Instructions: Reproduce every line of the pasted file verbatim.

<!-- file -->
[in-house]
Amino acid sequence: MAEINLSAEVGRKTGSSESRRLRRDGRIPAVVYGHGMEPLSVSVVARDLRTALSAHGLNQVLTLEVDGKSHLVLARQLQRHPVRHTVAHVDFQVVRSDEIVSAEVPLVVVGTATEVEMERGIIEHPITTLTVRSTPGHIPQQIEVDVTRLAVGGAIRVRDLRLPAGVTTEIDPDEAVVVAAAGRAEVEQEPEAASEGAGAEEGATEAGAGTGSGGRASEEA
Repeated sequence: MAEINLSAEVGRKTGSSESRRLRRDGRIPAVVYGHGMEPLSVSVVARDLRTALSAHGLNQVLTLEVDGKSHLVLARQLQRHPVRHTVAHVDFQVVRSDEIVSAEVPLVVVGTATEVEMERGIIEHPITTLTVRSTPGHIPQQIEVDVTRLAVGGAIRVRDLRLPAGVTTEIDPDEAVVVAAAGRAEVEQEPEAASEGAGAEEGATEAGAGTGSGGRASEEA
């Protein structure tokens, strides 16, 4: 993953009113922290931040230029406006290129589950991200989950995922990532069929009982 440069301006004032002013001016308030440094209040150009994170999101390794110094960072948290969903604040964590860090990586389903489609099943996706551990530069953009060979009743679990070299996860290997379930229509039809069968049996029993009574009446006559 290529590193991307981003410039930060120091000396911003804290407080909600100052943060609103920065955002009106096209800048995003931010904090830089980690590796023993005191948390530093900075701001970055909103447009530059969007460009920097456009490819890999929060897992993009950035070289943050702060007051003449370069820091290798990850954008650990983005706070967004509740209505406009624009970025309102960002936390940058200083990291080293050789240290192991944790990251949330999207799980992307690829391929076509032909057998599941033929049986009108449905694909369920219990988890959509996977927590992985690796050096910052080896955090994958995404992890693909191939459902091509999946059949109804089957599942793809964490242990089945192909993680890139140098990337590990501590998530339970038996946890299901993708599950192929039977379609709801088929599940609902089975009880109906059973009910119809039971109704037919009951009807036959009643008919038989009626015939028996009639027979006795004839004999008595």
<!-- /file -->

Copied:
[in-house]
Amino acid sequence: MAEINLSAEVGRKTGSSESRRLRRDGRIPAVVYGHGMEPLSVSVVARDLRTALSAHGLNQVLTLEVDGKSHLVLARQLQRHPVRHTVAHVDFQVVRSDEIVSAEVPLVVVGTATEVEMERGIIEHPITTLTVRSTPGHIPQQIEVDVTRLAVGGAIRVRDLRLPAGVTTEIDPDEAVVVAAAGRAEVEQEPEAASEGAGAEEGATEAGAGTGSGGRASEEA
Repeated sequence: MAEINLSAEVGRKTGSSESRRLRRDGRIPAVVYGHGMEPLSVSVVARDLRTALSAHGLNQVLTLEVDGKSHLVLARQLQRHPVRHTVAHVDFQVVRSDEIVSAEVPLVVVGTATEVEMERGIIEHPITTLTVRSTPGHIPQQIEVDVTRLAVGGAIRVRDLRLPAGVTTEIDPDEAVVVAAAGRAEVEQEPEAASEGAGAEEGATEAGAGTGSGGRASEEA
């Protein structure tokens, strides 16, 4: 993953009113922290931040230029406006290129589950991200989950995922990532069929009982 440069301006004032002013001016308030440094209040150009994170999101390794110094960072948290969903604040964590860090990586389903489609099943996706551990530069953009060979009743679990070299996860290997379930229509039809069968049996029993009574009446006559 290529590193991307981003410039930060120091000396911003804290407080909600100052943060609103920065955002009106096209800048995003931010904090830089980690590796023993005191948390530093900075701001970055909103447009530059969007460009920097456009490819890999929060897992993009950035070289943050702060007051003449370069820091290798990850954008650990983005706070967004509740209505406009624009970025309102960002936390940058200083990291080293050789240290192991944790990251949330999207799980992307690829391929076509032909057998599941033929049986009108449905694909369920219990988890959509996977927590992985690796050096910052080896955090994958995404992890693909191939459902091509999946059949109804089957599942793809964490242990089945192909993680890139140098990337590990501590998530339970038996946890299901993708599950192929039977379609709801088929599940609902089975009880109906059973009910119809039971109704037919009951009807036959009643008919038989009626015939028996009639027979006795004839004999008595």